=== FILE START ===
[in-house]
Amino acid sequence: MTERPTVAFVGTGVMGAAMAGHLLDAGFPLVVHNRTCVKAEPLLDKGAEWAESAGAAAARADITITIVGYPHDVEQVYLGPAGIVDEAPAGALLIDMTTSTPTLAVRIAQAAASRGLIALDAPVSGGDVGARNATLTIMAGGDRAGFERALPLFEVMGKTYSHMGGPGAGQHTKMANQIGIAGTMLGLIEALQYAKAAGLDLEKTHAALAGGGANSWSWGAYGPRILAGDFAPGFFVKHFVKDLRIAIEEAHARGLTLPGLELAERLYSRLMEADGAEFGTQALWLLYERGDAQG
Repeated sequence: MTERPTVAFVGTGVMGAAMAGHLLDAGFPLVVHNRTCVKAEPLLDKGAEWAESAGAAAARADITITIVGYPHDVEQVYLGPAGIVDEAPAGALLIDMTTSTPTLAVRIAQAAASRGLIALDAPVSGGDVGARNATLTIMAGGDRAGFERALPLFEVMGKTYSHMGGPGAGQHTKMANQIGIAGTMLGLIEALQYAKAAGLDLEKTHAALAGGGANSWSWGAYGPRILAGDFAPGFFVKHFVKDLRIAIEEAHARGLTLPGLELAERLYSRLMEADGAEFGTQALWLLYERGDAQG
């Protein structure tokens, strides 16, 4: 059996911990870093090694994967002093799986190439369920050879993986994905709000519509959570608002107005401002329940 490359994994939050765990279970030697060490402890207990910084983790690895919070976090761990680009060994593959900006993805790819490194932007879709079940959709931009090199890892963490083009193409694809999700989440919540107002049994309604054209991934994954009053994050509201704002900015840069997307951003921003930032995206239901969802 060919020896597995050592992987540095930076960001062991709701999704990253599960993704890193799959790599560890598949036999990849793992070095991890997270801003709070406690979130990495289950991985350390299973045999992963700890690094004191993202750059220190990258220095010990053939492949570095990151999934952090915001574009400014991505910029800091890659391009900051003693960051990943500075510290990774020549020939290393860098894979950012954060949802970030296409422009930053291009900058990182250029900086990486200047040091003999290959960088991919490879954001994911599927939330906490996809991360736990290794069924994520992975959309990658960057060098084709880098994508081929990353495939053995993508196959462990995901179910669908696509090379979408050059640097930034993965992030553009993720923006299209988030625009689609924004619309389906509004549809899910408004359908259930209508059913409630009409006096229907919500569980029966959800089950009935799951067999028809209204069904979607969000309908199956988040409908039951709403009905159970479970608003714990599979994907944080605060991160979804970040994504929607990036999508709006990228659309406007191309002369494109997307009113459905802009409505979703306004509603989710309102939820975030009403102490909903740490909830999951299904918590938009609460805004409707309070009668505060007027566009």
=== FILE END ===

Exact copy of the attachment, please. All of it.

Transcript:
[in-house]
Amino acid sequence: MTERPTVAFVGTGVMGAAMAGHLLDAGFPLVVHNRTCVKAEPLLDKGAEWAESAGAAAARADITITIVGYPHDVEQVYLGPAGIVDEAPAGALLIDMTTSTPTLAVRIAQAAASRGLIALDAPVSGGDVGARNATLTIMAGGDRAGFERALPLFEVMGKTYSHMGGPGAGQHTKMANQIGIAGTMLGLIEALQYAKAAGLDLEKTHAALAGGGANSWSWGAYGPRILAGDFAPGFFVKHFVKDLRIAIEEAHARGLTLPGLELAERLYSRLMEADGAEFGTQALWLLYERGDAQG
Repeated sequence: MTERPTVAFVGTGVMGAAMAGHLLDAGFPLVVHNRTCVKAEPLLDKGAEWAESAGAAAARADITITIVGYPHDVEQVYLGPAGIVDEAPAGALLIDMTTSTPTLAVRIAQAAASRGLIALDAPVSGGDVGARNATLTIMAGGDRAGFERALPLFEVMGKTYSHMGGPGAGQHTKMANQIGIAGTMLGLIEALQYAKAAGLDLEKTHAALAGGGANSWSWGAYGPRILAGDFAPGFFVKHFVKDLRIAIEEAHARGLTLPGLELAERLYSRLMEADGAEFGTQALWLLYERGDAQG
């Protein structure tokens, strides 16, 4: 059996911990870093090694994967002093799986190439369920050879993986994905709000519509959570608002107005401002329940 490359994994939050765990279970030697060490402890207990910084983790690895919070976090761990680009060994593959900006993805790819490194932007879709079940959709931009090199890892963490083009193409694809999700989440919540107002049994309604054209991934994954009053994050509201704002900015840069997307951003921003930032995206239901969802 060919020896597995050592992987540095930076960001062991709701999704990253599960993704890193799959790599560890598949036999990849793992070095991890997270801003709070406690979130990495289950991985350390299973045999992963700890690094004191993202750059220190990258220095010990053939492949570095990151999934952090915001574009400014991505910029800091890659391009900051003693960051990943500075510290990774020549020939290393860098894979950012954060949802970030296409422009930053291009900058990182250029900086990486200047040091003999290959960088991919490879954001994911599927939330906490996809991360736990290794069924994520992975959309990658960057060098084709880098994508081929990353495939053995993508196959462990995901179910669908696509090379979408050059640097930034993965992030553009993720923006299209988030625009689609924004619309389906509004549809899910408004359908259930209508059913409630009409006096229907919500569980029966959800089950009935799951067999028809209204069904979607969000309908199956988040409908039951709403009905159970479970608003714990599979994907944080605060991160979804970040994504929607990036999508709006990228659309406007191309002369494109997307009113459905802009409505979703306004509603989710309102939820975030009403102490909903740490909830999951299904918590938009609460805004409707309070009668505060007027566009």